No psychiatrist in Illinois – or Texas, Florida and California, for that matter – has come close to Dr. Michael Reinstein in prescribing the antipsychotic drug clozapine to public aid patients, Medicaid records show.
At the request of ProPublica and the Tribune, Columbia University researcher Dr. Mark Olfson reviewed Reinstein's prescribing numbers. In 2005, the year Reinstein wrote the most clozapine prescriptions, Olfson said the number was 70 times greater than what would be expected of even a busy psychiatrist.
"A concern that arises when you have someone seeing an inordinate number of patients is: Do they have time to care for people?" said Olfson, who specializes in psychiatric practices.
Reinstein said he had not seen Olfson's analysis but disagreed with the findings.
Besides clozapine, Reinstein tops the charts in Illinois in prescribing two other common antipsychotics, Seroquel and Haldol, Medicaid records show.
Medicaid paid out $55 million over the last five years for Reinstein's bills, prescriptions and orders for emergency care. He also treats patients covered by Medicare, but that agency declined to release Reinstein's billing data.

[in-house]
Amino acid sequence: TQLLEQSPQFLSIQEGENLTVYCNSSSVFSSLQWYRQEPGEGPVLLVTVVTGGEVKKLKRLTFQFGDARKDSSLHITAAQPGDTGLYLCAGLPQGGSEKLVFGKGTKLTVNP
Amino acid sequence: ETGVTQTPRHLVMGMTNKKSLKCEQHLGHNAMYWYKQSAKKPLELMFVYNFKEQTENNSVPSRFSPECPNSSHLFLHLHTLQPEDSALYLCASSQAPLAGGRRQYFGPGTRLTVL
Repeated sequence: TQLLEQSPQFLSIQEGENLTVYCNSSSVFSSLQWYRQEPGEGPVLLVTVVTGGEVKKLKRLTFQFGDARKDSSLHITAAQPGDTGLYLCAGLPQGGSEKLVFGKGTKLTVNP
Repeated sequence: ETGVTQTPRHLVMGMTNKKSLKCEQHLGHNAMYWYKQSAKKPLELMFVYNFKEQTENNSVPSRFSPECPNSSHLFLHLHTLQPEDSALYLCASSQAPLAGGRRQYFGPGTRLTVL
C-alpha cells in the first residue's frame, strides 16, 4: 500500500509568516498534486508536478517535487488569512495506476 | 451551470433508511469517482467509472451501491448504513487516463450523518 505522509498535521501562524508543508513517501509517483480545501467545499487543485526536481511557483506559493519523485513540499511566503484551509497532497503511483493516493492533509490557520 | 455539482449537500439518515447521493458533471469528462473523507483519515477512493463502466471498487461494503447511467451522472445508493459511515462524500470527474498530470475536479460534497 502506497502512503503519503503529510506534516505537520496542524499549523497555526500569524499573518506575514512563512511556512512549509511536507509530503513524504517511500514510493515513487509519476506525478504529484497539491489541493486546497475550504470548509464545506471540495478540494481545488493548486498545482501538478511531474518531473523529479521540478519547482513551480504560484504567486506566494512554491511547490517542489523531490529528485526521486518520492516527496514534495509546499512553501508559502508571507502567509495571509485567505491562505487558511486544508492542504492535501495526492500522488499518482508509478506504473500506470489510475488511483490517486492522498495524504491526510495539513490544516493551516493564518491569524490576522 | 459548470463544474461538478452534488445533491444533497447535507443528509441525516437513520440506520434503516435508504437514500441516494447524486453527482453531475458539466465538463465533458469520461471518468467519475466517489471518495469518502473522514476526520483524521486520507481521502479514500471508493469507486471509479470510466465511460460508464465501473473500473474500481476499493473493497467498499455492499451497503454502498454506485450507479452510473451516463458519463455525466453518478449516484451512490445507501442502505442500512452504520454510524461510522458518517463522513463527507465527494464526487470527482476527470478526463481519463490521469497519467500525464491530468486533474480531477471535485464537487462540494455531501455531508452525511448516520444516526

In an interview, Reinstein disputed state Medicaid's prescribing figures. He said the state tends to overcount and he recently lodged a complaint about that with Medicaid. Agency officials would not say whether they are following up but did note that pharmacists -- not doctors -- report the prescriber's name, potentially creating errors for any physician.
Reinstein also said the state has counted his partners' services and prescriptions as his own. But state officials said audits have not turned up such double-counting.
The huge prescribing numbers have not gone unnoticed by regulators. Twice the state has tried to exclude Reinstein from getting reimbursement through Medicaid, but both efforts failed.
In a 1992 case, a Medicaid audit found about $95,000 in improper bills, said John Allen, inspector general of the Illinois Department of Healthcare and Family Services. A re-audit brought the repayment amount below the threshold for termination.
"There's always one guy you just can't seem to get your finger on," Allen said.
Medicaid has assigned specialized nurse consultants to scrutinize Reinstein's care in recent years. They have found problems with patient diagnoses, transfers to psychiatric hospitals and communication with medical doctors. The reviews can lead to tough sanctions but in each case did not.